Try it at home

Karimeen (Pearl Spot) Pollichathu

INGREDIENTS

For marinating and frying

  • Pearl spot (Whole): 450gm
  • Chilli powder: 3gm
  • Turmeric powder: 3gm
  • Pepper powder: 3gm
  • Lemon juice: 5ml
  • Salt to taste

FOR GRAVY MASALA

  • Oil: 30ml
  • Shallots (chopped): 100gm
  • Tomatoes: 75gm
  • Green chilies: 5gm
  • 2 sprigs curry leaves (chopped)
  • Ginger (paste): 30gm
  • Chilli powder: 3gm
  • Coriander powder: 5gm
  • Fenugreek Powder: 2gm
  • Fennel Powder: 2gm
  • Thick coconut milk: 30ml
  • A few drops lemon juice (or tamarind pulp – 1tsp)
  • Salt to taste

Method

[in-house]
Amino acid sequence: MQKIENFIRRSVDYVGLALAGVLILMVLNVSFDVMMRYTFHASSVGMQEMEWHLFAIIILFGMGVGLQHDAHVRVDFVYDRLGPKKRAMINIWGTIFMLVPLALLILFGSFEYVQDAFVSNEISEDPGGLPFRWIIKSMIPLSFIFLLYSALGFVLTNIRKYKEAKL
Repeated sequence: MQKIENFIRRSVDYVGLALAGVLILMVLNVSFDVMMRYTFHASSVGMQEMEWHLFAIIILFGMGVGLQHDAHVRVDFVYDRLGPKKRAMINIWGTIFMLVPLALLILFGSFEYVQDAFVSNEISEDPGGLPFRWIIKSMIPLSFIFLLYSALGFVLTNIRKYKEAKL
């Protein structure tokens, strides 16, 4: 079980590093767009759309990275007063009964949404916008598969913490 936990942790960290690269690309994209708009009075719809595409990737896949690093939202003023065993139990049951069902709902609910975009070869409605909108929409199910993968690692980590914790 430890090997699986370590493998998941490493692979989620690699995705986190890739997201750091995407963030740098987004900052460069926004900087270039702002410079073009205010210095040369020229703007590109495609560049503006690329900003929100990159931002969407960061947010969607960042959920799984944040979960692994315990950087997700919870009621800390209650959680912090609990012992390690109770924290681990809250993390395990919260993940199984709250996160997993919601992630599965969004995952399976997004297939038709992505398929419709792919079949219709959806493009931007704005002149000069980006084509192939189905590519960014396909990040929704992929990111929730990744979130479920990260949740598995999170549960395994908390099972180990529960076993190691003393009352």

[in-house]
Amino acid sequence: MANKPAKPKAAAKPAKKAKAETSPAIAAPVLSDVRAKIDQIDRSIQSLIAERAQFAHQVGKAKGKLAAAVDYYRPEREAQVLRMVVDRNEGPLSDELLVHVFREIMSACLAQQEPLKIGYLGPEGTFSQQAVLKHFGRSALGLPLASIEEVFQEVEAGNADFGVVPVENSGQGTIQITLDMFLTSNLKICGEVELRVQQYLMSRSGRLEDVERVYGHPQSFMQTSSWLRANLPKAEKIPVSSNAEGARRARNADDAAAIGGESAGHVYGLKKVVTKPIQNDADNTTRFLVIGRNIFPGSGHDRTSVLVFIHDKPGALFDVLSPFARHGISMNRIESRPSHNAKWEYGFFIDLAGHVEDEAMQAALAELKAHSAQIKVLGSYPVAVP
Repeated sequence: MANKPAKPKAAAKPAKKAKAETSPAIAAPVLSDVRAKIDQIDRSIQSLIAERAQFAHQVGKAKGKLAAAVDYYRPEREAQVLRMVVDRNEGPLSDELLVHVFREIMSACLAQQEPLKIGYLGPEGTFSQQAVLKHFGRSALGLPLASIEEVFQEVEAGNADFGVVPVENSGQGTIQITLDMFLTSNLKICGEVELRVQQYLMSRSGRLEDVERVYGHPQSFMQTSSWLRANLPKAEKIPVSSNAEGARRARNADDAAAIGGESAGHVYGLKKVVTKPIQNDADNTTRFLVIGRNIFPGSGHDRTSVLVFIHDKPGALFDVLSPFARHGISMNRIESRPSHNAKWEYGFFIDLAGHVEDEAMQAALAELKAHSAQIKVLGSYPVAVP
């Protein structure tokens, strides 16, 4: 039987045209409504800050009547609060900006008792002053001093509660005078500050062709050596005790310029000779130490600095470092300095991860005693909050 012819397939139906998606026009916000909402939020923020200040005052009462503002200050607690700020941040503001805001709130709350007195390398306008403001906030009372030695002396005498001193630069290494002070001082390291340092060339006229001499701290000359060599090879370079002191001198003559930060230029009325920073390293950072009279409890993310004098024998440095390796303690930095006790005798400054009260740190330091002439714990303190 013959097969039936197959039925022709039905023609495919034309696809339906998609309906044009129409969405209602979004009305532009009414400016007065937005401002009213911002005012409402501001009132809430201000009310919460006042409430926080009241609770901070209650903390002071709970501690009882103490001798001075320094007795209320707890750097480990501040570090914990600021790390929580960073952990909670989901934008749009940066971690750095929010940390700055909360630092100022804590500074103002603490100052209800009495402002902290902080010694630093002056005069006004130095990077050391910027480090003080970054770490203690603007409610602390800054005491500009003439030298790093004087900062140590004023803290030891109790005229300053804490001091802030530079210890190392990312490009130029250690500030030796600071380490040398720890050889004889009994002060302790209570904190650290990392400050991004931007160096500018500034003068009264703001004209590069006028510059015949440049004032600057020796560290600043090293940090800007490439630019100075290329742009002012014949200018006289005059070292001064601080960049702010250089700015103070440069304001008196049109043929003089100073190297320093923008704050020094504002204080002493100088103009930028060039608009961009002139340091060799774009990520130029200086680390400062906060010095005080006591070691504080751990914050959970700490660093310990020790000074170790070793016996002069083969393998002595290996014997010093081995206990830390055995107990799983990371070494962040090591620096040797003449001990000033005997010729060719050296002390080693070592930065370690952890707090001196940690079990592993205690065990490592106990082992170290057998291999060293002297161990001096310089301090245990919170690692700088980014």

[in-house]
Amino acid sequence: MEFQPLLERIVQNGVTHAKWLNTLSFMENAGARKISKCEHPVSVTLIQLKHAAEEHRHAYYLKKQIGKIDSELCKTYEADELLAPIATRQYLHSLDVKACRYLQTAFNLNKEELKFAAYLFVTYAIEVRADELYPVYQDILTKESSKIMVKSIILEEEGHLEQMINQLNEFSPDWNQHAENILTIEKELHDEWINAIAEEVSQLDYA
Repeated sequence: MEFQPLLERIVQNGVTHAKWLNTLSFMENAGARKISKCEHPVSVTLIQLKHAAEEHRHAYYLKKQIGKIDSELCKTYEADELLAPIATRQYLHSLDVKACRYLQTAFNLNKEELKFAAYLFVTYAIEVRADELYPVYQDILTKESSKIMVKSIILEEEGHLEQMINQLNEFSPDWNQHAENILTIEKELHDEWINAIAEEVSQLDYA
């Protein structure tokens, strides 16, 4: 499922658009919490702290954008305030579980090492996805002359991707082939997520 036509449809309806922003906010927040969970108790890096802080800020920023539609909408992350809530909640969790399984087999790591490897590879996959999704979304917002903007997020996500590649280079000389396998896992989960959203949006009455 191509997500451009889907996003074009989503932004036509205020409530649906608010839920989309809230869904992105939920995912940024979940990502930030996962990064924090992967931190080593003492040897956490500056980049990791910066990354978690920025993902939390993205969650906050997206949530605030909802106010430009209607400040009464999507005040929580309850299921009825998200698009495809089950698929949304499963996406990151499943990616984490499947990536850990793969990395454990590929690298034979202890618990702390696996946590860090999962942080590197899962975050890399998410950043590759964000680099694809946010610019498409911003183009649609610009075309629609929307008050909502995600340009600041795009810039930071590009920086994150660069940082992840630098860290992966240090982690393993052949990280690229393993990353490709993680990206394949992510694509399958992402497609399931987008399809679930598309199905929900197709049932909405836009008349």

• Cut and clean the fish; make diagonal slits on them. Make a paste with chilli powder, turmeric powder, pepper powder, salt and lemon juice. Marinate the fish and keep aside for ten minutes. Grill it till half done and keep aside.
  • In order to prepare the masala, heat oil in a pan and sauté green chillies, ginger-garlic paste and curry leaves till its raw flavour disappears. Add shallots and sauté till golden brown.
  •  Make a paste of chilli powder, coriander powder, fenugreek and fennel powder with a little water and sauté it with onions till the oil separates. Now add the tomatoes and cook till it becomes soft. Mix in thick coconut milk.
  • If you like it tangy, add kokum or one tsp of lemon juice. Place a layer of this masala on a banana leaf and place the fish over it and spread a second layer. Carefully wrap the leaf and tie it. Place it on a hot grill or hot plate and grill both sides, you may cover it if you desire till it releases a fine aroma.